Review: The Stranger Game by Cylin Busyby

Review: The Stranger Game by Cylin BusybyThe Stranger Game by Cylin Busby
on October 25th 2016
Genres: Contemporary, Mystery/Suspence, Young Adult
Pages: 288 pages
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five-stars

When Nico Walker's older sister mysteriously disappears, her parents, family, and friends are devastated. But Nico can never admit what she herself feels: relief at finally being free of Sarah's daily cruelties.

Then the best and worst thing happens: four years later, after dozens of false leads, Sarah is found.

But this girl is much changed from the one Nico knew. She's thin and drawn, where Sarah had been golden and athletic; timid and unsure, instead of brash and competitive; and strangest of all, sweet and kind, when she had once been mean and abusive. Sarah's retrograde amnesia has caused her to forget almost everything about her life, from small things like the plots of her favorite books and her tennis game to the more critical—where she's been the last four years and what happened at the park on the fateful day she vanished. Despite the happy ending, the dark details of that day continue to haunt Nico, and it becomes clear that more than one person knows the true story of what happened to Sarah. . . .

Review:

I wasn’t sure if it was a good idea to read The Stranger Game after my reread of A Gathering of Shadows because what if I hated it (darn those reading slumps)? I was a bit worried because the premise sounded something I like to pick up every now and then (I.e. All the Missing Girls by Megan Miranda, Six Months Later by Natalie D. Richards), but it turns out that I was too intrigued about the novel that it was hard to put down. The Stranger Game gave me the chills throughout the book. My mind kept going I hope that’s not what happened as things began to unfold. It was a bit confusing at first with Sarah’s POV, but when I got near the end it started making sense.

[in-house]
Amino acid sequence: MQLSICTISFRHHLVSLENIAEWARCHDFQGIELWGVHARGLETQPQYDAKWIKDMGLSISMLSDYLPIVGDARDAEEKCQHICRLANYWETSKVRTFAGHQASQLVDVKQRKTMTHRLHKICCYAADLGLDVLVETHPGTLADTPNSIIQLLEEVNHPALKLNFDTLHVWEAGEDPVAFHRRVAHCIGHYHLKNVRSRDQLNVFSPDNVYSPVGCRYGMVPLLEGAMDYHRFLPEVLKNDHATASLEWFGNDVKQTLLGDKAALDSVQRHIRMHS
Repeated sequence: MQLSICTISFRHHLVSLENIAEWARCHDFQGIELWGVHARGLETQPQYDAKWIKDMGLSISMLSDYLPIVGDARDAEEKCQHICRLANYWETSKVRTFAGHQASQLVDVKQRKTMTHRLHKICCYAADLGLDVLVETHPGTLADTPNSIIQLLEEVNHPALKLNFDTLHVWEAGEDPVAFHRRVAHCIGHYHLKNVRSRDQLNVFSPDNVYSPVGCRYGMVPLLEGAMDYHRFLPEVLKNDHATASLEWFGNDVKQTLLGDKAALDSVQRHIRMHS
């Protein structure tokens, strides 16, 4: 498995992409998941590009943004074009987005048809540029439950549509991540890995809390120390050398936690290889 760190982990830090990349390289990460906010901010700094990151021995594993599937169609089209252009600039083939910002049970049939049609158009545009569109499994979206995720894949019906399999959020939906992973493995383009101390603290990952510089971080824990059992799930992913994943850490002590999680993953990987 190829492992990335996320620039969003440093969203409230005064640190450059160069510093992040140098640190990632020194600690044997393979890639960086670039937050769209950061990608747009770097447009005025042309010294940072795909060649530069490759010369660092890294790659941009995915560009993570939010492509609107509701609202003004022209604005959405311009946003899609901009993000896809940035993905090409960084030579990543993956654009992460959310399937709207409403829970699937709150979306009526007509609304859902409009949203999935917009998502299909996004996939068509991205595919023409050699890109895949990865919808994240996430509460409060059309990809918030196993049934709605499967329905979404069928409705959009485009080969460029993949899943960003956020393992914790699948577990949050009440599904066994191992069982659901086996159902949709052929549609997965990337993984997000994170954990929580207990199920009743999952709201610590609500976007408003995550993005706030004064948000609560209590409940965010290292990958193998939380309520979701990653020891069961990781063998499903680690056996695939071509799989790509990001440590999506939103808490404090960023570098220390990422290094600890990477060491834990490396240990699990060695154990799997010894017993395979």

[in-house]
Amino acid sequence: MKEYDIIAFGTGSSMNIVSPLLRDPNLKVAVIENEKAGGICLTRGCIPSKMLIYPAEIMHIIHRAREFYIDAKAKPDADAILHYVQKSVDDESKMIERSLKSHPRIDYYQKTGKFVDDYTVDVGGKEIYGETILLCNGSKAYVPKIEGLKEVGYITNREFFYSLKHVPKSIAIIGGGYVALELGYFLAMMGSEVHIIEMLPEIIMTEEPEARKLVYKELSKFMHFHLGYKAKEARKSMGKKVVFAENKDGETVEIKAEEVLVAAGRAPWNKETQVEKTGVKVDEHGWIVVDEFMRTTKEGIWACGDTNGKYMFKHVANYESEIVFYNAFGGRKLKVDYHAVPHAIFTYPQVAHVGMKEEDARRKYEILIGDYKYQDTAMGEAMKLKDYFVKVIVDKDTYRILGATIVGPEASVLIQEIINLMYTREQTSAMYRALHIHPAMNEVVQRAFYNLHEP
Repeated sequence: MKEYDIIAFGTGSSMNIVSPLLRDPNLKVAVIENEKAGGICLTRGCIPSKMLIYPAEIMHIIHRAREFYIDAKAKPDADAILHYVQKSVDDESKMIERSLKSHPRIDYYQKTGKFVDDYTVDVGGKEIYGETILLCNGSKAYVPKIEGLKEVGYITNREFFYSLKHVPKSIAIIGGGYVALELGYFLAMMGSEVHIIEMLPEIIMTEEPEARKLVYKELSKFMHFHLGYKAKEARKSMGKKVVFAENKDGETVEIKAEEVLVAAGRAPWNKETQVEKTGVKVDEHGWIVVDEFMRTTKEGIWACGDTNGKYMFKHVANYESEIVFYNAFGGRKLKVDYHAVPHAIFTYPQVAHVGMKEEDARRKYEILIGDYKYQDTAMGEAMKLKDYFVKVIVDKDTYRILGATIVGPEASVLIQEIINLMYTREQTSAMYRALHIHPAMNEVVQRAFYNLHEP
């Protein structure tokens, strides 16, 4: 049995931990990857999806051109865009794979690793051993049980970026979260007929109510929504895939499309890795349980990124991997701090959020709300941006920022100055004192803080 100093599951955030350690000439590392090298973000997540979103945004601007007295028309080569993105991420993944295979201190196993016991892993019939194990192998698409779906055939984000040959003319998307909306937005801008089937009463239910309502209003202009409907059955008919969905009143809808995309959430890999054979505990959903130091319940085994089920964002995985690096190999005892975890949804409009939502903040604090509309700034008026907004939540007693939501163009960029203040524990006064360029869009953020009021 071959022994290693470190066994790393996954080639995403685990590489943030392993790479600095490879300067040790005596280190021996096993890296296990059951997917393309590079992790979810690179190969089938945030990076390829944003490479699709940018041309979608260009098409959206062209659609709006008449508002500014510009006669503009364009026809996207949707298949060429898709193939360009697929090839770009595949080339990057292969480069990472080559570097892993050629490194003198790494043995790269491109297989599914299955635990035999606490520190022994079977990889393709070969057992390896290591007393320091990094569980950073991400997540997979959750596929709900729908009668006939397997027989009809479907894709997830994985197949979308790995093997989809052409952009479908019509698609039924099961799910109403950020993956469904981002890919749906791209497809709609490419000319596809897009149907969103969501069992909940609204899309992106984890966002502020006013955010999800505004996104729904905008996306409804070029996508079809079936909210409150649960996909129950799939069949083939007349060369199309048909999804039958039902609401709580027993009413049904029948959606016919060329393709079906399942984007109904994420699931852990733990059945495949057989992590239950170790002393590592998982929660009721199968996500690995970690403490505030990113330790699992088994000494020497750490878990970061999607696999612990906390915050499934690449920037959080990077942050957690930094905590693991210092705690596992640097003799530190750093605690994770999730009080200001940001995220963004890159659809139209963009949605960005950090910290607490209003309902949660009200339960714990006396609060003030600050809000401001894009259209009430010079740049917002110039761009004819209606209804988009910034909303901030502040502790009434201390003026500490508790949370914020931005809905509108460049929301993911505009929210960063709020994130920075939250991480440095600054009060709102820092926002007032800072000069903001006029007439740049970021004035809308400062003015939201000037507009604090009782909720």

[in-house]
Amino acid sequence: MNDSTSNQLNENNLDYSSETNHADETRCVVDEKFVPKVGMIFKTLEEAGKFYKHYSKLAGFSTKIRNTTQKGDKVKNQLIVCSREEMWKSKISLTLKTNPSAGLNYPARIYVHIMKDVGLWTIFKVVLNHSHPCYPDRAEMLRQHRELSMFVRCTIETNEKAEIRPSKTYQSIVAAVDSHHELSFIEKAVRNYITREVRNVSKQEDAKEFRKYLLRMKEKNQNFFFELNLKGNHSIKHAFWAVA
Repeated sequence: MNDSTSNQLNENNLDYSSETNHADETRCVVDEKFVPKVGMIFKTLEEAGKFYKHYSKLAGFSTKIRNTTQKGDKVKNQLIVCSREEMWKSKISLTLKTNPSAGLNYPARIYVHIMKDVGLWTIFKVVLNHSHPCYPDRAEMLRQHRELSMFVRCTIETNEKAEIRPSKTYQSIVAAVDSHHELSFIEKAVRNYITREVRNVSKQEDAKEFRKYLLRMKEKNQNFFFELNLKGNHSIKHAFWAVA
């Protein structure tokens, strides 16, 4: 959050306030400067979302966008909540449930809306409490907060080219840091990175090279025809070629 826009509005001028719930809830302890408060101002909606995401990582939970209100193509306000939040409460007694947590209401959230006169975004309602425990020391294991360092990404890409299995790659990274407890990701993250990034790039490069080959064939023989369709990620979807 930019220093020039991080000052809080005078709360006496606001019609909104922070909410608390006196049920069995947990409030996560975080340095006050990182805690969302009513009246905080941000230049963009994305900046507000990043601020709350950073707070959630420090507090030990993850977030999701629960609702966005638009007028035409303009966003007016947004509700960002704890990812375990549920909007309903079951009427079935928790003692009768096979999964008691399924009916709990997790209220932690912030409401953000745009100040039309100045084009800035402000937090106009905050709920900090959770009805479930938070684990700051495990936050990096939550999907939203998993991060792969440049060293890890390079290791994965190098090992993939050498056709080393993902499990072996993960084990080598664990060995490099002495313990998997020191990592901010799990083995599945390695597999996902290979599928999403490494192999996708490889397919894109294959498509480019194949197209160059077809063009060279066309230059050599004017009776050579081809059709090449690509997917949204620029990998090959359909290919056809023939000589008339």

I feel a bit sad about Nico’s and Sarah’s relationship. You’d think that Sarah, being the oldest, would be more protective and loving towards Nico, but instead she’s the opposite. She hits and shoves for no reason, calling her awful names when Nico doesn’t deserve it but I wish that Nico had the guts to tell her parents about Sarah’s abuse despite the fact that they probably would not have believed her. But, when Sarah returns 4 years later her personality seems off to Nico and Sarah’s friends. Her grandmother seems like the only person that saw through all of Sarah’s cruelty and giving her the benefit of the doubt. Though Sarah’s friend also seems to know that something is off as well and begins threatening to expose the truth. I’m not sure if their parents knew about Sarah’s actions towards Nico but just didn’t want to deal with it (you know the whole save face) or is just oblivious because it was never really addressed. Though Sarah did feel like a spoil brat most of the time since she seems to get away with things easily until the accident occurred.

It’s hard to write this review for these types of story line without giving away so much. The story line had a bit of a creepy feeling factor that you just wanted everything to be alright in the end for both sisters, even though like Nico I didn’t like Sarah’s hateful personality. Like her grandmother, I really didn’t want to know the truth if Sarah is the real Sarah because the truth can have devastating effects. It’s strange that while I can see that Nico right away knows Sarah’s not herself and is suspicious of her actions, her parents doesn’t seem surprise at all by her change of heart. It’s true that 4 years is a long time to change and become a better person, but as they say old habits die hard and Nico doesn’t find it believing that her sister change to be more supportive and thoughtful. If she changed her ways because of her accident it’s kind of a too good to be true situation because here we have Nico wishing that she had a more loving sister and 4 years down the road when she gets her sister back her wish is granted. There wasn’t any romance except for Sarah and her boyfriend (ex?) and while I’m a hopeless romantic, I felt that it was perfect without romance involved.

five-stars

Author: Jackie

2 Replies to “Review: The Stranger Game by Cylin Busyby”

  1. Glad you took a chance it it worked out well! This is an author I need to try!

  2. I like the sound of this one. I am always looking for good creepy book so I will have to keep this one in mind. Great review!

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